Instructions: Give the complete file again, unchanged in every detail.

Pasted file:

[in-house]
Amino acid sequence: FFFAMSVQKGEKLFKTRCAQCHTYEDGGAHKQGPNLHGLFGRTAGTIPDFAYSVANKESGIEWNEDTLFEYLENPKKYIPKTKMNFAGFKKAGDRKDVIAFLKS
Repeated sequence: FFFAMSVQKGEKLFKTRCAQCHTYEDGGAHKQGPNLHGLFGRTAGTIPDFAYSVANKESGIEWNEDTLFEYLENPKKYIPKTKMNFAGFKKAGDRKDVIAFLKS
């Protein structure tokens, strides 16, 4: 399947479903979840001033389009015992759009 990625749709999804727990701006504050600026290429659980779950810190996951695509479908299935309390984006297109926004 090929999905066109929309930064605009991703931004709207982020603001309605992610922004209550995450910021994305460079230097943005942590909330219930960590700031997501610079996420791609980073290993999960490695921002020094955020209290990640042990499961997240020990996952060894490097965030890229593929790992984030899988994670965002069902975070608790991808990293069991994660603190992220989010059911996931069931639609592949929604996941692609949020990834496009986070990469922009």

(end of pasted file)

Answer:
[in-house]
Amino acid sequence: FFFAMSVQKGEKLFKTRCAQCHTYEDGGAHKQGPNLHGLFGRTAGTIPDFAYSVANKESGIEWNEDTLFEYLENPKKYIPKTKMNFAGFKKAGDRKDVIAFLKS
Repeated sequence: FFFAMSVQKGEKLFKTRCAQCHTYEDGGAHKQGPNLHGLFGRTAGTIPDFAYSVANKESGIEWNEDTLFEYLENPKKYIPKTKMNFAGFKKAGDRKDVIAFLKS
């Protein structure tokens, strides 16, 4: 399947479903979840001033389009015992759009 990625749709999804727990701006504050600026290429659980779950810190996951695509479908299935309390984006297109926004 090929999905066109929309930064605009991703931004709207982020603001309605992610922004209550995450910021994305460079230097943005942590909330219930960590700031997501610079996420791609980073290993999960490695921002020094955020209290990640042990499961997240020990996952060894490097965030890229593929790992984030899988994670965002069902975070608790991808990293069991994660603190992220989010059911996931069931639609592949929604996941692609949020990834496009986070990469922009």